Most boats will have a roster with your name on it and when you hear your name being called make sure that you answer that you are present. If you are with other people, please do not answer for them. As a courtesy, refrain from conversation during roll call so that others are able to hear their names when they are called. In lieu of a roll call some boats may just do a head count which is another reason to stay seated until the boat gets under way.
Conversations, introductions and fiddling with stuff in your equipment bags should wait until the boat has fully left the dock and is enroute to the snorkeling destination. The Captain and the crew are there to make sure that you have a pleasant experience but they are still in charge. Directions given by them are to insure the safety of everyone on the boat.
Those who are prone to motion or seasickness may are encouraged to read our How to Prevent Seasickness article.
When the Captain or crew members announce that you should get ready, do so in a manner that is orderly If you take something out of your bag make sure that you stow it back in the bag when you are finished. Keep the aisles and walkways clear of your personal effects where someone may trip over it.
Once the boat has reached it's destination a member of the crew should give you a briefing which will include points of interest, any interesting characteristics or marine life you might see. The briefing should also include your entry options available and how, when and where you will exit the water. Proper boat etiquette dictates that you listen to the briefing regardless of your familiarity with the site being snorkeled, this is out of courtesy to any new passengers of the boat. Try to save any questions you may have till the end of the briefing so the person giving the briefing is not distracted away from any important safety information.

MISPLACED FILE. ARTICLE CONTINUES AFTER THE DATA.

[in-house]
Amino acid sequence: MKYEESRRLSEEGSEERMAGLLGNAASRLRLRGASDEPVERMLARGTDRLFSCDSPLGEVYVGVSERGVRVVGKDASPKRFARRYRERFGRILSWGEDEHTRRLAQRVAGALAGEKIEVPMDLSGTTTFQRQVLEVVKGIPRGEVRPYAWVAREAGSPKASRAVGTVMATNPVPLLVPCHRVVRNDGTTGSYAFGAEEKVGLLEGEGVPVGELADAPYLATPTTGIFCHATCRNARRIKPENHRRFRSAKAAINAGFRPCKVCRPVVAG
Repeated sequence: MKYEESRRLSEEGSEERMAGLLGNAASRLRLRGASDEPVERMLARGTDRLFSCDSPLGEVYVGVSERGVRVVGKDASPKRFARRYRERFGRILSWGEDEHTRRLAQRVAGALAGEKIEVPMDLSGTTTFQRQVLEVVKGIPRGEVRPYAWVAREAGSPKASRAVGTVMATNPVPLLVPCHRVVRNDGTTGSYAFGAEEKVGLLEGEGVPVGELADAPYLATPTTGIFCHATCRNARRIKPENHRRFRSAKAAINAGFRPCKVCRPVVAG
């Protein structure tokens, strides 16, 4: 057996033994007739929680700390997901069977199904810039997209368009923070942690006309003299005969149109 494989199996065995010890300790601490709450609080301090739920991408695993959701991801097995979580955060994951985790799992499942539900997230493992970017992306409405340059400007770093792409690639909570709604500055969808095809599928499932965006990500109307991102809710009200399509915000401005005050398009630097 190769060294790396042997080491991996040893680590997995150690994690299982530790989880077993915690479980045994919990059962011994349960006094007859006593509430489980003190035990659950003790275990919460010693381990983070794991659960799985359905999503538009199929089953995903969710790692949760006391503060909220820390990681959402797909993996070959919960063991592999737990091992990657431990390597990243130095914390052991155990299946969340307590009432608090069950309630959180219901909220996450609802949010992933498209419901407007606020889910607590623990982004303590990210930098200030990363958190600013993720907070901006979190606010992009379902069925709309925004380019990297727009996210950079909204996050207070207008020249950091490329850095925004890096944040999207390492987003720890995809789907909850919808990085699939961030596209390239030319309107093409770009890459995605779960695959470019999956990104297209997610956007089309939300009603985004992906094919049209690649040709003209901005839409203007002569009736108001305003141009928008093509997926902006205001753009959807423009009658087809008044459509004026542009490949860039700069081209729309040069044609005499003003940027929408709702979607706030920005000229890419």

When instructed proceed to the assigned entry areas. It is important that you carry your fins to the entry area, never walk around a boat deck while wearing fins.
The method of entry into the water from the boat is dependant water conditions and the assigned entry areas of the boat itself. The three basic entry techniques include the Giant Stride, Back Roll In and the Controlled Seated. If the boat has a platform at the rear any of the three entries may be done if the water is calm to gently rolling. For choppier water the Giant Stride method is preferred as it is easier to keep your balance while standing than it would with the crouching back roll entry. It is also safer than the controlled seated (in choppy water) because it gets you away from the platform itself. Click on the individual videos for detailed instruction for performing the various entries.
For specific information with regard to getting back into the boat from the water, make it a point to read our How to Use a Boat Ladder" article.
Once you are back on board the vessel any gear that you handed up during your exit from the water should be collected and stowed to keep it from getting mixed with equipment belonging to other people. This also helps to keep it from getting damaged.
Take your seat and wait for another roll call or head count remembering to listen and respond when your name is called.
When the boat has returned to the dock or pier following your in water adventure wait until the crew says that it is ok to disembark. Bring your gear bag with you to the exit point and accept help that should be offered when transitioning yourself from the boat to the dock.
These are the usual and customary procedures and etiquette for snorkeling from a boat there may at times be variations which may be dependent on the type and size of the vessel but while the procedures may change proper etiquette does not.